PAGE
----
Globetrotting peacenik Nicholas "For the Cost of Just 246 Soldiers Posted for One Year, America Could Pay for a Higher Education Plan for all Afghanistan" Kristof seems like an unlikely person to go on the record cheerleading for the idea of blackmailing foreign governments with the threat of U.S. military force—especially when even the bomb-friendliest neocons aren't advocating going that far. But here he is, in yesterday's New York Times, writing that it is time for the U.S. to play the hardest of hardball with one of the world's most reckless human rights abusers. While Kristof had harsh words on U.S. escalation in Afghanistan, he doesn't seem to have a problem with it in the Sudan, where the habitual genocidaires in Khartoum may be prepping for a scorched-earth campaign against separatists in the country's south. His suggestion:
Why shouldn't we privately make it clear to [Sudanese President] Bashir that if he initiates genocide, his oil pipeline will be destroyed and he will not be exporting any oil?
By contrast, former U.S. Ambassador to the United Nations John Bolton, a man with much less respect for the U.N. and much more enthusiasm for bombing things than Kristof, recently stopped short of advocating the unilateral use of U.S. military force in the Sudan in a Sunday Washington Times column. Way short.
In theory, the Obama administration is confronting Khartoum with "carrots" and "sticks," promising as carrots aid and legitimacy if Khartoum allows a free and fair referendum and respects the results. The carrot list is long and generous, but the list of sticks is hard to find. Incredibly, Gen. Gration revealed his idea of sticks when he said recently "We have a policy that gives the North a pathway to better bilateral relations [with Washington]. If they don't take it, that's already a stick." In other words, if Khartoum doesn't do what Washington wants, it won't get what it has happily lived without for decades. No wonder Khartoum isn't listening.
Of course, Bolton doesn't explicitly say he's against the idea of U.S. military force in the Sudan. But while neocon-types (including Bolton) are more than happy to talk about bombing Iran, the hardliners' positions on Sudan have been markedly different. They pushed for a NATO response force and continue to discuss "humanitarian intervention" in a generic way. In 2005, Kansas Sen. Sam Brownback (R) and then-Sen. Barack Obama argued for an increased U.S. role in advocating and organizing an international peacekeeping force in the Sudan, without recommending the actual use of U.S. military force. And back when Bolton was U.N. ambassador, he pressed for a U.N. force under the nominal influence of NATO and U.S. military planners. None of them spoke with such Kristof-like specificity about blowing shit up.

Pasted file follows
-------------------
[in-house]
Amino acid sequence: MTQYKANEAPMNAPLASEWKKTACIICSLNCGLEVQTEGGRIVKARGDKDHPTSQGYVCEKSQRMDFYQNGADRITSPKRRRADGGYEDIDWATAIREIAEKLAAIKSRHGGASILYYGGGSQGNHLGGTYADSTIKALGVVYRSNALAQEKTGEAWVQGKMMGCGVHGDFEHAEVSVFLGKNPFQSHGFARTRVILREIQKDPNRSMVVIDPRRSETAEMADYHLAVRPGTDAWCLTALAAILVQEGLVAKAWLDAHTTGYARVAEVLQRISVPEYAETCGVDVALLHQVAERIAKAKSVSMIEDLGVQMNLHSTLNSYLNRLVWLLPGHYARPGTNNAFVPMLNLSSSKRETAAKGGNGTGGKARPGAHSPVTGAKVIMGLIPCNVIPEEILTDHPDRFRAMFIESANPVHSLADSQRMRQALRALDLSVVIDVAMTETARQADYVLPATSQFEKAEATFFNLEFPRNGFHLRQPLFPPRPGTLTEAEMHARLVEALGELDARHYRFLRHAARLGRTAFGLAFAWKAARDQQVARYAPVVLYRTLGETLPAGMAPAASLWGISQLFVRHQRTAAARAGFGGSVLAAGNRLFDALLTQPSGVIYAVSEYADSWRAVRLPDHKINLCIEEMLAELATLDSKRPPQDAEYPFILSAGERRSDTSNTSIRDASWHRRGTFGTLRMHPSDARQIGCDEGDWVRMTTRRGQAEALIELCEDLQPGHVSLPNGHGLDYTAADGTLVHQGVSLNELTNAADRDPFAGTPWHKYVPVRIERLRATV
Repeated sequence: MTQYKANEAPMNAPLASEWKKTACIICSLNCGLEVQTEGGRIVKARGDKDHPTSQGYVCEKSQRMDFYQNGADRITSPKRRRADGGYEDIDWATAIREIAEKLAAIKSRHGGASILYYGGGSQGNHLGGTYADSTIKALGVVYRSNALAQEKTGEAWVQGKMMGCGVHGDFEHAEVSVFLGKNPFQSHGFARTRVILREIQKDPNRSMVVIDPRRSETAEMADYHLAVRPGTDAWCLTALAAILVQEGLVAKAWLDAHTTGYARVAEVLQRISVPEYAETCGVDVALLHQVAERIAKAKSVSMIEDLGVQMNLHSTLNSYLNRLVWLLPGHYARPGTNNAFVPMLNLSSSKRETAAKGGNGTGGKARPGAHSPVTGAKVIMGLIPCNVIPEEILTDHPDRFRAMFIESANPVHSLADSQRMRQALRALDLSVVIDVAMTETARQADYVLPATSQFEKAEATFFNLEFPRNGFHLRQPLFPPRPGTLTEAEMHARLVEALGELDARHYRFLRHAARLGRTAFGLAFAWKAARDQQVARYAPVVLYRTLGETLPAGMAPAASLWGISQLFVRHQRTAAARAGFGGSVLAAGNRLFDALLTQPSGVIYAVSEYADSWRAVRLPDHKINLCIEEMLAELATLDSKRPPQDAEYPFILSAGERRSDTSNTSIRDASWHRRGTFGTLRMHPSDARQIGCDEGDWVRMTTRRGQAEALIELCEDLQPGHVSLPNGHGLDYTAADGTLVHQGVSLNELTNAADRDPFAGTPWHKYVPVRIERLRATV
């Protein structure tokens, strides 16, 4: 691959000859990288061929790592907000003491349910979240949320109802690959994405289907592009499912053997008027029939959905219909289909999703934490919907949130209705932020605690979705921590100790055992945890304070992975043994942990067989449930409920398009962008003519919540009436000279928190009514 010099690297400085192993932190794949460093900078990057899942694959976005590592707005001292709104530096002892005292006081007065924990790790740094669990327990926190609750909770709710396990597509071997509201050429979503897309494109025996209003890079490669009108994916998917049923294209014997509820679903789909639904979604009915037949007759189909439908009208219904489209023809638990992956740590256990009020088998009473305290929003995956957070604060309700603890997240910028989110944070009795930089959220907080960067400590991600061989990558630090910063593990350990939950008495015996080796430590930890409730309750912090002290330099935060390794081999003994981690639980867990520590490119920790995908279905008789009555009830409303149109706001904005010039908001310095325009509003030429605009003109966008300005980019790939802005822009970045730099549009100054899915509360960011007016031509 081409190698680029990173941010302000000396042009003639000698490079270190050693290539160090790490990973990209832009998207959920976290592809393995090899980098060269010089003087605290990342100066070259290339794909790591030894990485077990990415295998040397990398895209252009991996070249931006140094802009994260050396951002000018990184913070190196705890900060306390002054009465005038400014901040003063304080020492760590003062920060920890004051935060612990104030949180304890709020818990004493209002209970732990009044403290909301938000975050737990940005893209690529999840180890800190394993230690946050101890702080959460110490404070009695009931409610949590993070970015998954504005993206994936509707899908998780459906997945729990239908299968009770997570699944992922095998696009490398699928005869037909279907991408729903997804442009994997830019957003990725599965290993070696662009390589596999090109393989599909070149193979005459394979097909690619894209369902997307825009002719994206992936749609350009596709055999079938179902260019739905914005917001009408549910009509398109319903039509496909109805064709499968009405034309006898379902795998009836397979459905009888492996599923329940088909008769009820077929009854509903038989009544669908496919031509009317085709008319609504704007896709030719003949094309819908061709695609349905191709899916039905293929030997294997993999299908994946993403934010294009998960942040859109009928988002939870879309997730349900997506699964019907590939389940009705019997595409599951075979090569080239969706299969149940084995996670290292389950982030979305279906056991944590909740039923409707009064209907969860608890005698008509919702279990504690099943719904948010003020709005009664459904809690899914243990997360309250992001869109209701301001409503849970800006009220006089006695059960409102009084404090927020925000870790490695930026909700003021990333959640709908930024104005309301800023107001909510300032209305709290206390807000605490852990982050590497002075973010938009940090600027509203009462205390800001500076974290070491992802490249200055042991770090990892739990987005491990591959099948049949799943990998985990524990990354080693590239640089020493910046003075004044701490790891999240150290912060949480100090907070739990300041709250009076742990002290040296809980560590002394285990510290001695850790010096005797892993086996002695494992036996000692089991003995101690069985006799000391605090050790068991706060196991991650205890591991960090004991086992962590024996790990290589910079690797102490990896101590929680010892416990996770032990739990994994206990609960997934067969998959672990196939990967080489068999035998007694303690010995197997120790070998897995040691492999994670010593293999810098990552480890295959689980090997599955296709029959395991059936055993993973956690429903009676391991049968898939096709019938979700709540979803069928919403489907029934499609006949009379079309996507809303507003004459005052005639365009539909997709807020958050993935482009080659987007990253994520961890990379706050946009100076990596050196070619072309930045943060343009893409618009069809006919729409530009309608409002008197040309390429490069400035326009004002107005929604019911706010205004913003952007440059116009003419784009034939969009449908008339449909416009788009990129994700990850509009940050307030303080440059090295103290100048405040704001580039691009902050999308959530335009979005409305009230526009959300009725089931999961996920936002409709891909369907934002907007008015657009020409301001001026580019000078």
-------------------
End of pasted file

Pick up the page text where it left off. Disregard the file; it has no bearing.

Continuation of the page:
This role reversal, with Kristof taking a refreshingly extreme position on U.S. military intervention in the Sudan, is a reflection of Kristof and Bolton's different views on the goals of U.S. policy in the Sudan. Kristof believes we should be motivated by humanitarian and human rights concerns. Bolton is more concerned with the projection of U.S. power. From that perspective, this editorial page Bizarro World becomes much less surprising: After all, we might not need to bomb the Sudan to let them know the U.S. is not to be messed with. But preventing another genocide is a different, tougher goal to achieve.